But Timberwolves coach Kurt Rambis believed Milicic's physical skills were worth tapping into, and Minnesota acquired him at the trade deadline for Brian Cardinal. After all, Minnesota has minutes to offer and few expectations.
"The last thing we'll do here is try to pressure him or ask him to achieve certain objectives," GM David Kahn said. "The plan is to allow him to play, practice and knock off the rust. And I hope the game becomes enjoyable for him again because clearly it hasn't been.
"There's a real fluidity in his game. He really moves like a forward. He can shoot up to three-point range and can post up with a nice little jump hook. And he's an excellent passer. He's just got a lot of skill."
True, games in which he blocks four shots in 10 minutes, or grabs nine boards in 25 minutes, suggest he isn't the punch line he has commonly become. But Milicic isn't playing against a simple scouting report; he's playing against a draft position he likely will never meet.
"Certainly he should not have been the No. 2 pick in the draft," Ekstrand said. "If he had been the 20th pick in the draft, or even the 10th, people wouldn't be so hard on him. But they put that label on you when you are picked, and everything that could go wrong did. In Darko's case, every one of those [other] first five players turned into superb players right away.
"I don't think it's fair to call somebody a bust if he never plays. There are not that many human beings with his athleticism and skills walking around. He is a legit big man. Maybe if he was given plenty of minutes, it would be determined that he really is a big off the bench and maybe that's it. Maybe he doesn't have enough to be starting center in the NBA, but maybe he does. Still, after all these years, we don't know."
Tim Duncan's shot-blocking skills. At the fourth MIT Sloan Sports Analytics Conference last weekend, University of Chicago professor John Huizinga and researcher Sandy Weil presented a paper on the value of a blocked shot, having analyzed 1.6 million possessions over seven seasons (2002-03 to '08-09). The most startling finding in their report: Duncan has been whistled for one goaltending call in the last six years -- one! -- and none in the last three seasons.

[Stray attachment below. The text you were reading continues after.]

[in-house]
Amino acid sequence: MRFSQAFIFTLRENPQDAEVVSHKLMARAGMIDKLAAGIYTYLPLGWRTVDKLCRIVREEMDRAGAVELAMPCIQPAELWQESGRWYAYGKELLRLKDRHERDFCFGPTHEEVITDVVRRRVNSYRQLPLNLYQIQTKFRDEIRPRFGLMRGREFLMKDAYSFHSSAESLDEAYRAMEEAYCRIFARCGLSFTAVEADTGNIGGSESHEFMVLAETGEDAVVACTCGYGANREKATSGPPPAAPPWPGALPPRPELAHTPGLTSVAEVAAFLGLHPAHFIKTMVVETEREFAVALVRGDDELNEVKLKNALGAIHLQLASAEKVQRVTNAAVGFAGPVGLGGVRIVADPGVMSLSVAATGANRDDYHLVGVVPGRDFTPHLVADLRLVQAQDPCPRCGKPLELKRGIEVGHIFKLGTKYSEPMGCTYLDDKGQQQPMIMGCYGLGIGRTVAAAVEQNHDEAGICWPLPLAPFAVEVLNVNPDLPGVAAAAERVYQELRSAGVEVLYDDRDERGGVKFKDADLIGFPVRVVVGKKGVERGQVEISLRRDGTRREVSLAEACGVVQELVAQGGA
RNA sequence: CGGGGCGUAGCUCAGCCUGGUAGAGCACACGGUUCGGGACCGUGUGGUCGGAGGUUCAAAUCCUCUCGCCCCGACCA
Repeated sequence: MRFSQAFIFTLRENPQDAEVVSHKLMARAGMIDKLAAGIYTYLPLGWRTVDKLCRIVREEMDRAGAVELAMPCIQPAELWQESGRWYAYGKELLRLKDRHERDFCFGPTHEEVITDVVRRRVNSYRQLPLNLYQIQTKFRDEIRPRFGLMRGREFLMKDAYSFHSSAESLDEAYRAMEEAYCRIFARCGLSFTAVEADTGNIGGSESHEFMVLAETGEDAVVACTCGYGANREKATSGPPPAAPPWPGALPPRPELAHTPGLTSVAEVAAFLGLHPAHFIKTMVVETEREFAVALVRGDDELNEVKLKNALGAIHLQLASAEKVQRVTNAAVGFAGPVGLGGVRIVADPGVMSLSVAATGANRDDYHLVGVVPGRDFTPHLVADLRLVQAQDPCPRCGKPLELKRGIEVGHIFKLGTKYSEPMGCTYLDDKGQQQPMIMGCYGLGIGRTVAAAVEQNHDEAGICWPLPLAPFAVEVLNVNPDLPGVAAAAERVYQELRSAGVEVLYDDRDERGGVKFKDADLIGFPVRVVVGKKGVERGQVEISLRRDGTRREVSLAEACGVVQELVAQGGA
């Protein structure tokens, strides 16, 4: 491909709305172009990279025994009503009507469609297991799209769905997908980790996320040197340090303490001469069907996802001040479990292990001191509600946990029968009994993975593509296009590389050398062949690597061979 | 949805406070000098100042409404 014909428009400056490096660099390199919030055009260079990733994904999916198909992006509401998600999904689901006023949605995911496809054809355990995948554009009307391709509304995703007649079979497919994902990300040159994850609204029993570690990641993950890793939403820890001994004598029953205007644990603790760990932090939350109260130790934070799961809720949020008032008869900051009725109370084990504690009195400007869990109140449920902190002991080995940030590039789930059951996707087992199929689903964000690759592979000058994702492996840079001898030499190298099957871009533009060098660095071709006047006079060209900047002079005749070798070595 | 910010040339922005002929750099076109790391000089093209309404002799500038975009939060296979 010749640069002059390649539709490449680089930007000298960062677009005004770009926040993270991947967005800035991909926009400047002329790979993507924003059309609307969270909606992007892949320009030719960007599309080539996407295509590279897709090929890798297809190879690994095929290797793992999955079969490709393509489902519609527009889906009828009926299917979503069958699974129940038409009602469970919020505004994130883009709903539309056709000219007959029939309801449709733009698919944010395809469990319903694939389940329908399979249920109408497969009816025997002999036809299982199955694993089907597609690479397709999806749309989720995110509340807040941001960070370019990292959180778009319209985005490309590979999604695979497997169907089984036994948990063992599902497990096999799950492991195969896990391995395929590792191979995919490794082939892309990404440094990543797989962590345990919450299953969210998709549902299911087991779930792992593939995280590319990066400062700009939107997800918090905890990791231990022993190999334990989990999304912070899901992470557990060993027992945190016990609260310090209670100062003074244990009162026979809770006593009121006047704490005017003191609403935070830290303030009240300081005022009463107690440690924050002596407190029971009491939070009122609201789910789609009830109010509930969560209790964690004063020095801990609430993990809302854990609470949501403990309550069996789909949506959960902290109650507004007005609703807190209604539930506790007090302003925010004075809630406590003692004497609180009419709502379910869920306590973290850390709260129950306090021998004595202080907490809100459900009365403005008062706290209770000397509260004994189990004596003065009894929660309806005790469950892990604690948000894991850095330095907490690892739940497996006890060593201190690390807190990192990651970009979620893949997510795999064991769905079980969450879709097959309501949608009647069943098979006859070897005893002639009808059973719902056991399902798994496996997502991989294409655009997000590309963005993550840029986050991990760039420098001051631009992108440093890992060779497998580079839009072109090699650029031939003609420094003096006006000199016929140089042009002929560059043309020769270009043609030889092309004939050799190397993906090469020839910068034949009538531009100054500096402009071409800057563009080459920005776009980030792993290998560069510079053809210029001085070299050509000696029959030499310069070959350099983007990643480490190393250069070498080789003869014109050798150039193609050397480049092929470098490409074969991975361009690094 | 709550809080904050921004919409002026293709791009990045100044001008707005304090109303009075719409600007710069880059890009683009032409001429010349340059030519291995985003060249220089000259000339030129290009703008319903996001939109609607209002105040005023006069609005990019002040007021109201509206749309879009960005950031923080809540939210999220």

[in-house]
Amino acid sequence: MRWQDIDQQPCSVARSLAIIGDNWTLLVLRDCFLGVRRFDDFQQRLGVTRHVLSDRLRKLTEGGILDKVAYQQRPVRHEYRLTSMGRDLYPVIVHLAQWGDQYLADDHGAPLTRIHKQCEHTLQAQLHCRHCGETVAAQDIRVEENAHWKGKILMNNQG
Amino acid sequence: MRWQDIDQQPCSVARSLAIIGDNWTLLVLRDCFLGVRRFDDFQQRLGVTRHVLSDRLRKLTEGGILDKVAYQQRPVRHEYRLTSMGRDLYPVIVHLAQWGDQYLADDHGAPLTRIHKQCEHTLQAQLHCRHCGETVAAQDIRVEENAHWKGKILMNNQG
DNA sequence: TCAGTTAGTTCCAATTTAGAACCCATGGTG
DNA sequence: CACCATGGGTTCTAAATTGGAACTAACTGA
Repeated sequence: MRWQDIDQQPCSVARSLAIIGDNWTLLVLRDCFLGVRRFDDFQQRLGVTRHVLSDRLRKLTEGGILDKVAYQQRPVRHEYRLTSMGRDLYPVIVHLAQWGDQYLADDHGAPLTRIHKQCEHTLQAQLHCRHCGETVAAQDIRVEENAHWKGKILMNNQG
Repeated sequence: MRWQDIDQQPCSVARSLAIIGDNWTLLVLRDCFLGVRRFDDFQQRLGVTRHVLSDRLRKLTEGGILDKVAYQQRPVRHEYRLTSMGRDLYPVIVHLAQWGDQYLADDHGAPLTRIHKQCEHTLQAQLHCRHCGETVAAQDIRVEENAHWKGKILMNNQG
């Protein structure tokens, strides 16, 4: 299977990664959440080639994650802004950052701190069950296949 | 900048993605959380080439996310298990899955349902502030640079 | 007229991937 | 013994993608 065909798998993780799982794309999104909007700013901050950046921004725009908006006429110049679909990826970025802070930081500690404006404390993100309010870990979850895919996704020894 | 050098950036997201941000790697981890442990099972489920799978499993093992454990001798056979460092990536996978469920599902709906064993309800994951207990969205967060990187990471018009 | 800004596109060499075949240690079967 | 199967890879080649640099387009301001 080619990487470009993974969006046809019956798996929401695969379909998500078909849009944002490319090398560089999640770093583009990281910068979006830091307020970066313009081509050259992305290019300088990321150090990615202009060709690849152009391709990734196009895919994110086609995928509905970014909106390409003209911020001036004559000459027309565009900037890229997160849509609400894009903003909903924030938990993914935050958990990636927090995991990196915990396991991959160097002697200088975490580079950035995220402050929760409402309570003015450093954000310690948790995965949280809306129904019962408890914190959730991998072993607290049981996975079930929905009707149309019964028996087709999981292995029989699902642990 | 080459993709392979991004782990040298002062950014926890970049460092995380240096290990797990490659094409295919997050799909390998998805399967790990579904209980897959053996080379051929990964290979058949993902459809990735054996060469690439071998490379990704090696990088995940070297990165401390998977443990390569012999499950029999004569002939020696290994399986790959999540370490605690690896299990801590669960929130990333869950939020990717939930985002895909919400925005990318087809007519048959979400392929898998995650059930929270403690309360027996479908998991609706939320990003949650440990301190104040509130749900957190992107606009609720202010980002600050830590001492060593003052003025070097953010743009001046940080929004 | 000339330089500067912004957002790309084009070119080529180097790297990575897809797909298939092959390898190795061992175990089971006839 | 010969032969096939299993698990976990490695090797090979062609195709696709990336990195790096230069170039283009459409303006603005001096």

Blocking layups. The study found that swatting a layup is worth, on average, 1.54 points saved for a defense, while a blocked jumper saves 1.04 points per shot. And no one has excelled at this more than Jermaine O'Neal: Ninety-one percent of his blocks were against layups. Worst in this respect? Brendan Haywood, who blocked only 31 percent of layups over the past seven seasons. While that news caught the attention Mavs owner Mark Cuban, the fact that his team is 12-0 with Haywood in the lineup didn't seem to leave him any regrets.
Rasho Nesterovic's generosity. A block that sends a ball into the third row of the stands may be intimidating, but it isn't nearly as valuable as a block that lands softly into the hands of a teammate, for obvious change-of-possession reasons. The master of this is Nesterovic, as 65 percent of his blocks are tipped to teammates to kick-start an offensive possession, tops in the NBA.